Some Rainy Morning
by Jesse Garon
Robert Cray has been one of the finest rhythm and blues guitarists of the last decade. He came awfully close to breaking through to mainstream popularity in the late '80s with "Smoking Gun", but the audience of what was then the prototype of today's alternative radio didn't fully embrace him at that point. Maybe it's because Cray has resolutely remained an R&B musician. Whatever the reasons, Cray hasn't suffered artistically for it. His guitar playing and vocals remain as strong as ever. The first single from this album, "Moan", is a particularly strong example of the Cray sound, but other songs ("Steppin' Out", "Little Boy Big") also offer a good look at a man who has paid his dues and reaped the rewards. Ironically, the dynamics of alternative radio has shifted enough since "Smoking Gun" that Cray's current songs probably can crossover from R&B radio to adult alternative formats without any complications. Good. It's about time more people caught up with Cray.
Head Out to the Drive-In
Chris Isaak's Forever Blue captures the right sound.
by Jesse Garon
It isn't too hard to see what David Lynch found so interesting about Chris Isaak's music when he featured it in Wild at Heart. Isaak's "look and feel" is similar to qualities found in certain Lynch films - a very sleek and polished surface which offers brief glimpses into the emotional turmoil that lies underneath. At least, that's how it seemed when Isaak started out. Over the course of time, it almost feels as if he has begun to concentrate on the surfaces, becoming a pastiche of that type of early rock music typified by Roy Orbison, but also incorporating bits of early Elvis and Jerry Lee. Even the emotional resonances are merely elements of the well-crafted exterior of the song, which maintains a blankness underneath.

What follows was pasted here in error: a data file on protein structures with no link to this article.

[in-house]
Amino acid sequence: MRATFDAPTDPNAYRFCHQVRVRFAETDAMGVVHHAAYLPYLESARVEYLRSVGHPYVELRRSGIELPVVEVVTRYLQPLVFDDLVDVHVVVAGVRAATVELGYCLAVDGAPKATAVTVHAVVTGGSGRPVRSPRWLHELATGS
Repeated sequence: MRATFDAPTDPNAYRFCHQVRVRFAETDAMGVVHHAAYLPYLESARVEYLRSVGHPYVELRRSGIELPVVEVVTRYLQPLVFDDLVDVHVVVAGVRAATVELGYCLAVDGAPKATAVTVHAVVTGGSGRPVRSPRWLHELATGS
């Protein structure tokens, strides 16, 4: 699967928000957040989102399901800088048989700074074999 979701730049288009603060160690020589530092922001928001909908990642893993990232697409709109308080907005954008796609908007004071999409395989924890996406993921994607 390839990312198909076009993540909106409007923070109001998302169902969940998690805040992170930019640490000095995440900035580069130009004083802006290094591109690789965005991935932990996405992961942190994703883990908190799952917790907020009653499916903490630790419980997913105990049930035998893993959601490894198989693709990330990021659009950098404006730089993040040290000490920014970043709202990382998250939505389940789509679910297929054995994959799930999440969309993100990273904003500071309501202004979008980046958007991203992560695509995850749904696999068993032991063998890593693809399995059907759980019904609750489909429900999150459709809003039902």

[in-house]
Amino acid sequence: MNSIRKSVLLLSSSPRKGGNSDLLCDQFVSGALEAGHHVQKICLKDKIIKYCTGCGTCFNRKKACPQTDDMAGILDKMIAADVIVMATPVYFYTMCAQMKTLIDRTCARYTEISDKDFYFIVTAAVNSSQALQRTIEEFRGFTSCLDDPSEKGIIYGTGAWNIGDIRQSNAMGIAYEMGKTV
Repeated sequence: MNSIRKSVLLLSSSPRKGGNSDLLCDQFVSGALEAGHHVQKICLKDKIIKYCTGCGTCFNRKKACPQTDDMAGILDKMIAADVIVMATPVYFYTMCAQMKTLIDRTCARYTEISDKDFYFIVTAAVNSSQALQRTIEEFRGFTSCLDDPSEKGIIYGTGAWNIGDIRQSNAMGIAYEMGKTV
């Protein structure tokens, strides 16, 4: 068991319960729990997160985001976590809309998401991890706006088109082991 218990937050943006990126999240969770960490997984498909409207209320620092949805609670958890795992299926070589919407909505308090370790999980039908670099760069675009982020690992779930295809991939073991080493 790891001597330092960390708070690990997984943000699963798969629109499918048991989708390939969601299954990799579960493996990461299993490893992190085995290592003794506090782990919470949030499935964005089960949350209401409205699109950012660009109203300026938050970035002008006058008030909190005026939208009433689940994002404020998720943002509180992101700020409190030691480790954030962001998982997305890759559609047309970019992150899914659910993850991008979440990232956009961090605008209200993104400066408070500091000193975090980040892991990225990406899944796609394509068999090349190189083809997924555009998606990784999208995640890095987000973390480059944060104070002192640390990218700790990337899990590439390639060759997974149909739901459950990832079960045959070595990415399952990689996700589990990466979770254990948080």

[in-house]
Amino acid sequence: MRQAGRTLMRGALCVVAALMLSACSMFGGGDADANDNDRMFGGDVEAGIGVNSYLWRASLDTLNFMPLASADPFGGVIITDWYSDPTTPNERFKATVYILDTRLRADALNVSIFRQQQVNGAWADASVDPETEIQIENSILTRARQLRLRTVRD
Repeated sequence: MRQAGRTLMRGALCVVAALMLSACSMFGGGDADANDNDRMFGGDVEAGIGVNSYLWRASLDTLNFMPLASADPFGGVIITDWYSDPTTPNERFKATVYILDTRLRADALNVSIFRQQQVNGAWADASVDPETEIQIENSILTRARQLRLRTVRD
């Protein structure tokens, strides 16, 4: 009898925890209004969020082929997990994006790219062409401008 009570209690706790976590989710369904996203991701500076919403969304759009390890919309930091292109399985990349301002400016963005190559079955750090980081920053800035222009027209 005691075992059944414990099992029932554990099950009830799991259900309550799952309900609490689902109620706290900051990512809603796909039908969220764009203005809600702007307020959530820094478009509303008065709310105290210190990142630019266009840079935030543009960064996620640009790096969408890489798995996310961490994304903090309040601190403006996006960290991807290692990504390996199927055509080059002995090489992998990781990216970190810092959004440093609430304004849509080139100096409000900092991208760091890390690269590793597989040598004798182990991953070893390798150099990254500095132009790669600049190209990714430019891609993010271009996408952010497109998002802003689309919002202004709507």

That isn't meant as a slam against Forever Blue, by any means. Pastiche is good, especially when you can pull it off effectively, and Chris Isaak is one of the best and the slickest at what he does. It's conceivable that his popularity over the last four years has been a factor in the resurgence of rockabilly; by recreating the Orbison sound so effectively, he may have helped spark an interest in the music of that period, paving the way for other bands. At any rate, the quality of his material is certain. It's hard to imagine most of the cuts on this album being played on contemporary radio, but a song like "Somebody's Crying", with Isaak's high-pitched wailing chorus, could conceivably be dropped into the midst of an oldies format with casual listeners being none the wiser. In addition to "Somebody's Crying", songs like "Things Go Wrong" and "Goin' Nowhere" demonstrate the singer's remarkable talent for mimicry. There's also the blues-bop-a-lula that kicks off the record, "Baby Did a Bad Bad Thing", which will probably come as a surprise to people who simply associate Isaak with ethereal ballads, thanks to its aggressive guitar work and Isaak's low growl on the refrain. All things considered, Forever Blue is a fun record, the kind of tape that makes you want to get a big car with monster tailfins and head out to the drive-in looking for some action. And if you find the right girl, you've already got the perfect music for necking.